persistence is needed. One example was filming the penguins of
Savodovski Island.

That's “1,200
miles away from the Falkland Islands,” said producer Elizabeth
White. “It's an epic trip. You have to fly down there; you then
join a very small yacht and you sail through the roughest ocean on
Earth for seven or eight days, to (reach) this little spot of land
that's actually an active volcano.”

Attenborough said he
was surprised they did it. “I thought they were barmy.”

This project brings
many surprises, from unpopulated islands to overpopulated cities.
“New York city has the highest density of breeding peregrine
falcons of any place in the world, “ Attenborough said.

Really. The world of
Wall Street, Madison Avenue and the Yankees also has falcons swooping
down.

“Skyscrapers
replicate the conditions under which the peregrine falcons evolve –
places where then can exploit the updraft of the air and where they
can find good prey, which are pigeons,” Attenborough said. “I
thought that that sequence shot in New York was really a sensation.”

This is the tone of
someone who still seems to savor his work after 65 years ... and who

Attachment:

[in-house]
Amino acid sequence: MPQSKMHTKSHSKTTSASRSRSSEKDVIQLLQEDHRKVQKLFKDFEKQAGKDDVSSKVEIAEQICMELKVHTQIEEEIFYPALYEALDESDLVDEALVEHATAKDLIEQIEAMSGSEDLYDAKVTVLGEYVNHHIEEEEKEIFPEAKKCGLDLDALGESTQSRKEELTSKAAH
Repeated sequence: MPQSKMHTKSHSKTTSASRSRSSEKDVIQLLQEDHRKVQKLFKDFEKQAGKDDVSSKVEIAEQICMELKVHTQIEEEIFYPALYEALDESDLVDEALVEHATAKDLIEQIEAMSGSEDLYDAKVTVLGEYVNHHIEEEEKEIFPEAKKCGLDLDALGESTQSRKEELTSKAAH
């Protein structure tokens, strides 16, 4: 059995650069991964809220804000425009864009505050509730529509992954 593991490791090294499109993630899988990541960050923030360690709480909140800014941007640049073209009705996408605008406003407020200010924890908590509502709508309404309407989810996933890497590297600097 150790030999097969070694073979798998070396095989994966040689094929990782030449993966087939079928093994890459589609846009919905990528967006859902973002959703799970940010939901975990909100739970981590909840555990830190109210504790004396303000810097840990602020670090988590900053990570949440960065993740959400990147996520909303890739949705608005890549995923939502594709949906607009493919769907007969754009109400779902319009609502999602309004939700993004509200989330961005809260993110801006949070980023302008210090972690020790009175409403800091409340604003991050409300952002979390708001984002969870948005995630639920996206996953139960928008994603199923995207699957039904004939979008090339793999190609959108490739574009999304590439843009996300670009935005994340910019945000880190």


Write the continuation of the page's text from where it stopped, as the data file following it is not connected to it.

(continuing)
does it well. A decade ago, the American version of “Planet Earth”
stripped off Attenborough's voice and replaced him with Sigourney
Weaver. “I never understood why,” Gunton said.

This time (with Hans
Zimmer, a nine-time Oscar-nominee doing the music), Attenborough does
the narration for both countries. “It is like a virtuoso
performance,” Gunton said. “It's one take ... the enthusiasm, the
passion, the dynamic storytelling cannot be replicated by doing
retakes.”

-- “Planet Earth
II,” 9 p.m. and midnight ET (6 and 9 p.m. PT) Saturdays, BBC
America

-- Seven weeks,
starting with “Islands” on Feb. 18 and “Mountains” on Feb. 25

-- The opener will
also be shown at 9 p.m. Feb. 18 on AMC and Sundance; BBC America will
rerun it Thursday, Feb. 23, at 9 p.m. and midnight ET.

-- Reruns from the
original “Planet Earth” will fill the rest of the BBC America
time, from 6 a.m. ET Saturday to 11 a.m. Sunday, Feb. 18-19..

 

 

Suddenly, broadcast TV discovers transgender actors


"Doubt" -- which debuts Wednesday (Feb. 15) -- is an ambitious series that tries to do everything and botches some of it. One thing it does right, however, is having an interesting cast, led by Katherine Heigl, Elliott Gould and Laverne Cox ... who happens to be one of two transgender actresses with key roles in shows this Wednesday. Here's the story I sent to papers:

By Mike Hughes

TV trends seem to
know only two speeds – stagnant and fast-forward.

Now that's true of
transgender actresses. Once invisible on broadcast TV, they suddenly